“Von Edge, how are you?” the voice repeated
Bonajo could hear her name mispronounced, she didn’t care what was said afterwards. “You know if you really could not pronounce my name well it would be nice and gentle if you try not to. You never know, I may be offended.” Bonajo continued to look away.
The woman walked around and came face to face with Bonajo – it was Agnes the European.
Bonajo felt like she stole from the queen’s purse. She knew she couldn’t treat a high ranking concubine like Agnes the way she did. Especially with all her gestures of goodwill, and her best dress gift, even if they were fake, which she was sure they were and didn’t care.
“I meant you no harm, you know that” Agnes said, still smiling, seeing Bonajo’s discomfort.
“I didn’t mean it as an insult. But if you are offended please accept my apologies.” She paused, her angelic smile never leaving her translucent face.
Bonajo could only smile back at such soft friendliness. “I am sorry my lady, I thought it was somebody else.”
Agnes took that as an invitation and sat on the fountain next to Bonajo’s cushion. “Your Arabic is remarkable, I must say I am impressed with how you could elaborately say what you said. And please, you don’t have to courtesy.” Agnes paused, as she settled down comfortably. “When I first came here the language sounded like an impossible task to learn. Think about it, how could anyone understand a language if it has to come from people like Moalama?”
They both laughed heartily. Agnes was right, Moalama intentionally made his articulation more bizarre than it should be, Bonajo thought.
“I must say I find it easy.” Bonajo screwed her face up again, remembering she didn’t invite Agnes to sit with her and freely trade jokes. What if she is after something?
“But then I have some basics of the language as a Muslim.” She wondered if Agnes was even a Muslim and not a captive from some Christian land Maghreb conquered.
“I can see, it is not the only thing you find easy.” Agnes widened her smiles, seeing that she was getting Bonajo’s attention with her humours. When Bonajo said nothing, she continued. “Everybody is talking about your pride, you were stunning, displaying it at the event the way you did.” Agnes added
Bonajo looked at Agnes. “I am not, because I didn’t inherit it. In fact I am seeing pride the way you described here for the first time in my life, and I don’t even understand the need for it in someone’s life.”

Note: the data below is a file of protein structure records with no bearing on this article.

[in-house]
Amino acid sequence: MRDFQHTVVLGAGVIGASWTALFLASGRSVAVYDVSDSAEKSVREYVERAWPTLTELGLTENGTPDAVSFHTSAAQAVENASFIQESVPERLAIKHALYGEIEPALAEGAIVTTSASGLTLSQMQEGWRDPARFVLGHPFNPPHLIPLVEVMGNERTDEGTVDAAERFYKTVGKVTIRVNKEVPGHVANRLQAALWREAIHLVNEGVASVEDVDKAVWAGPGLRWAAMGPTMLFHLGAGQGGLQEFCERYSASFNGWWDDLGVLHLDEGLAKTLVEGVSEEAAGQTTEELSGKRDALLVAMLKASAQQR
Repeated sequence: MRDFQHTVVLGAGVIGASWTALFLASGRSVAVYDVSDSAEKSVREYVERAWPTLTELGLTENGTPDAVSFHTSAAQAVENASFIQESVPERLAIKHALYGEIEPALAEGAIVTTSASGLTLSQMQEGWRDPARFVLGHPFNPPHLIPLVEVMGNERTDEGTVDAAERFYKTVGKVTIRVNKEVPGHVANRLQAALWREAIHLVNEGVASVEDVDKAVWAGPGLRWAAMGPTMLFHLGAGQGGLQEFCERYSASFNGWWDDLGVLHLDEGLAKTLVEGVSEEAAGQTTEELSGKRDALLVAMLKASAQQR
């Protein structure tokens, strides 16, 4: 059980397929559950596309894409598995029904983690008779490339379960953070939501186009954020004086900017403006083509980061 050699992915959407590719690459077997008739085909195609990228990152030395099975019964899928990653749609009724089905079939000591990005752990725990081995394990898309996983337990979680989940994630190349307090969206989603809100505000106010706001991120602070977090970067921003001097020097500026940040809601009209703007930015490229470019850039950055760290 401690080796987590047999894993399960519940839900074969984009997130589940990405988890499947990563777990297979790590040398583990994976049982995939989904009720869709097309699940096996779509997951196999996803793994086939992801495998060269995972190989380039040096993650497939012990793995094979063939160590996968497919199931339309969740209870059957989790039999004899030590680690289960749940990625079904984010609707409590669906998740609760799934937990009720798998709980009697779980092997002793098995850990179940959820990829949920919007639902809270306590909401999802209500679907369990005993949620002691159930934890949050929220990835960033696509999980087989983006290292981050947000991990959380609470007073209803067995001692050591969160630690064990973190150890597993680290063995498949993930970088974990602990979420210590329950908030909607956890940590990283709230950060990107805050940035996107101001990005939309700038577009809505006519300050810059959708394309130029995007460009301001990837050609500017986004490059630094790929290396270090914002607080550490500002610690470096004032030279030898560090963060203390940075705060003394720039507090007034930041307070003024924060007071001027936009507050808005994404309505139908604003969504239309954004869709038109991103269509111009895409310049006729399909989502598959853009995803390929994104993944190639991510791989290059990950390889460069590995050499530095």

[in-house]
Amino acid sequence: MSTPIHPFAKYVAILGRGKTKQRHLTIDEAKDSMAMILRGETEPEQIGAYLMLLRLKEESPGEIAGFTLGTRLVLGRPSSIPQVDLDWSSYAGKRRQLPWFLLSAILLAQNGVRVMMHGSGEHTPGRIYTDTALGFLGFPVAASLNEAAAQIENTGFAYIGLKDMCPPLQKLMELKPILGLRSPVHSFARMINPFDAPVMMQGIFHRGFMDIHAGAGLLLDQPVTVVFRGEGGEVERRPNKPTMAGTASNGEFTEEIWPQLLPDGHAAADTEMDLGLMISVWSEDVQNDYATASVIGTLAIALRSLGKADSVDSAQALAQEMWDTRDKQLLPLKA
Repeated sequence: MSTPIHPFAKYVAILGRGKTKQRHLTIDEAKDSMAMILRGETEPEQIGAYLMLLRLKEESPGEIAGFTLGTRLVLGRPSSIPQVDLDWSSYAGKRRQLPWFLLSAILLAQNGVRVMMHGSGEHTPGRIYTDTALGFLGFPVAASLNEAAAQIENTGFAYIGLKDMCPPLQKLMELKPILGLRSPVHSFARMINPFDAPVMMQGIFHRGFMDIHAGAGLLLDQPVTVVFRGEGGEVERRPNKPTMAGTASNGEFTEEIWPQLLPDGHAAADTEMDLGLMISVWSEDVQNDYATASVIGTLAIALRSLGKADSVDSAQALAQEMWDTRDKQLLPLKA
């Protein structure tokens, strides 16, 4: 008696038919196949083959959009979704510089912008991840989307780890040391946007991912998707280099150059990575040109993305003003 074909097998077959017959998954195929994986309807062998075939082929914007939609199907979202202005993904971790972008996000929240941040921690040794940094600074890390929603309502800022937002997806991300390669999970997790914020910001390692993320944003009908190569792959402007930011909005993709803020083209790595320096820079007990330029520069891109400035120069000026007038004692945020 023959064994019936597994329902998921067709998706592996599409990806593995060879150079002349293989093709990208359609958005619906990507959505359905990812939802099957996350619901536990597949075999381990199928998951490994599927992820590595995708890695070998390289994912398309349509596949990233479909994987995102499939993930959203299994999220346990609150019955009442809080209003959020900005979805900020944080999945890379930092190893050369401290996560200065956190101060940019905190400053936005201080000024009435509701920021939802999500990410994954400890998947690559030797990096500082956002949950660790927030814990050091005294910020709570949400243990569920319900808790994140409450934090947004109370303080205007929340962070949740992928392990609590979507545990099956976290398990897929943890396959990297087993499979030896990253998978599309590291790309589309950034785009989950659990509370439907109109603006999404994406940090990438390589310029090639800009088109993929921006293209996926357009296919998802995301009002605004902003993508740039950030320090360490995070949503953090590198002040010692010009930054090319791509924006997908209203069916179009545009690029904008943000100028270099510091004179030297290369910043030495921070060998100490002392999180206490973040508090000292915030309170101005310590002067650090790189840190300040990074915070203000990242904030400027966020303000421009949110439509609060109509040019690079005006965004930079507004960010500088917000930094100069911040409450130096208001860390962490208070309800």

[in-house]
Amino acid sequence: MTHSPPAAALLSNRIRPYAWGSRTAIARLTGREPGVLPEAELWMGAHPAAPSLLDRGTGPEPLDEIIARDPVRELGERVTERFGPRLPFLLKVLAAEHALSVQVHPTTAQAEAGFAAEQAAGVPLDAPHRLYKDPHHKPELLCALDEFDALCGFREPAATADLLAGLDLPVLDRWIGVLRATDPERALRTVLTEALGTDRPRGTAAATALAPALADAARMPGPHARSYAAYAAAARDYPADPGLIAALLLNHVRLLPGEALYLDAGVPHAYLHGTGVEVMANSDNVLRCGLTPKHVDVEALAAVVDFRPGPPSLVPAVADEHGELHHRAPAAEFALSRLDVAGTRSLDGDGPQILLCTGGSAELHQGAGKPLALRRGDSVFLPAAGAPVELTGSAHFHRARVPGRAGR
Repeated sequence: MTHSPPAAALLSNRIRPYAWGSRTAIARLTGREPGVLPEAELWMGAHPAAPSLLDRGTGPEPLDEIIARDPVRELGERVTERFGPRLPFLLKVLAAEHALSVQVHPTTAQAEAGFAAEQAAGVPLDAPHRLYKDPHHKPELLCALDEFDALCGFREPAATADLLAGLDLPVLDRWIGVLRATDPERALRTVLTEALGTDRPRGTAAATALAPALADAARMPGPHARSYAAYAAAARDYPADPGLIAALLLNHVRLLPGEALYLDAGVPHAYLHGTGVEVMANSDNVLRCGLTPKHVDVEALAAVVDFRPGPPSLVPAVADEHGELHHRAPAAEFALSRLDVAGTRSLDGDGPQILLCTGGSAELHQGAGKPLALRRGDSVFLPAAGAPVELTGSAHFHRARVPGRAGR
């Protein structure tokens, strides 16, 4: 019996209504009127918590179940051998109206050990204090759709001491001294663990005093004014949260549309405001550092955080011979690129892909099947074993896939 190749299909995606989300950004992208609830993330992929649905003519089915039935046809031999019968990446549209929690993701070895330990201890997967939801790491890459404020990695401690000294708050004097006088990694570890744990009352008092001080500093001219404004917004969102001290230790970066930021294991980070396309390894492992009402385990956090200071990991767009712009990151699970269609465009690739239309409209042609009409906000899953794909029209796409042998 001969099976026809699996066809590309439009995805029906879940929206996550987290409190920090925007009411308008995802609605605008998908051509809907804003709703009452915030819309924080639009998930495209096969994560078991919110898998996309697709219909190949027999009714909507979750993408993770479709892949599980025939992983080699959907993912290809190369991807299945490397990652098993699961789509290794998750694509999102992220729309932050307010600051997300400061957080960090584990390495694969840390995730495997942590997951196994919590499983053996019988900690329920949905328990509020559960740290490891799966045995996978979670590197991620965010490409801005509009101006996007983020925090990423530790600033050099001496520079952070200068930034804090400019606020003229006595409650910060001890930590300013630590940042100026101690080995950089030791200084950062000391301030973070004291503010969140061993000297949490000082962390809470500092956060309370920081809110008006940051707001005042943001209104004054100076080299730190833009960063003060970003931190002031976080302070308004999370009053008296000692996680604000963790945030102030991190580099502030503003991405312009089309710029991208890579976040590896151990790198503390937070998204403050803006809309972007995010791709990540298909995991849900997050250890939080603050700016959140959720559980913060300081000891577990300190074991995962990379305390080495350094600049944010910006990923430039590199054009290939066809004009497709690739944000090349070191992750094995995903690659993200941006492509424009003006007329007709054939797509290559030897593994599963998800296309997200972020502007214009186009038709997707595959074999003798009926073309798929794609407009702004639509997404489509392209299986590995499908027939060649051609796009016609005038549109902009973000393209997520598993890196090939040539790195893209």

“Pride is a good thing, you know.” Agnes quickly changed the tone of her voice, sounding apologetic. “We all want to have it, it makes a lady more charming and helps enhance her poise. It is what we spend our whole lives trying to perfect ourselves in the art.”
“What a life!” Bonajo said with enough dose of sarcasm, using her fingers to rake her bushy hair, creating more volume. “ I still don’t know what that is, or the need for it in one’s life.”
Agnes decided to let that slide. “I never thought Moorish hair could look beautiful naturally.” Agnes said; not failing in the effort of concretizing her conversation with Bonajo.
Bonajo adjusted her position properly on the small tasselled cushion. “Your problem is you people don’t even know us, but you’re too arrogant to admit that. How many black tribes do you know; their differences, their ways of life or their ethnography, huh? There are more than a thousand but I don’t think you know that. Though you have informed me that arrogance is a good thing, I am sure it will mean that one can still pretend to know what he doesn’t, so as to enhance one’s image…oh wait, was it poise in the eyes of the people?”
“No, I didn’t say that.” Agnes laughed nervously.
“Anyway, for starters I’m not Moorish, may be Jango is. I don’t know what a Moor looks like.” Bonajo continued lecturing Agnes, seeing that the woman was ridiculously sweating to please her. “I am a Fulani, which I don’t suppose you know of, too. You see, bilad as sudan is a vast continent in terms of culture and languages, they distinctively are so different from one another that sometimes the only similarities between two tribes living within a mile is the dark skin. Religion may bring two tribes together or trade or war, but each has its own history, culture and norms.”
Agnes only looked blandly.
Bonajo finished her speech, throwing her hands on her laps with flat sounds at the helplessness of tutoring Agnes. What was she expecting; they were seen as a backward race. Who would care to document anything about them for the sake of a concubine like Agnes, whose interest was not in learning any knowledge about black people, but pretending she knew everything for the sake of whatever reason she was here for?
“Von Edge, relax, am not trying to pretend like I know you totally as you put it, but rather I would be glad if we become friends and you give me the privilege of doing that gradually. I am sure your tribe is an interesting one. I can see it in your attitude and traits and beliefs.”
Bonajo looked at the pristine face in front of her. Agnes was the softest human female she had ever seen. Her words of interest in knowing more about Bonajo’s tribe were kindhearted too. This woman couldn’t be harmful in anyway.
“OK.” Bonajo smiled sincerely. “By the way, thank you so much for the dress, I really loved it”.
Agnes smiled back, triumphantly. One very crucial step towards her plot had been accomplished.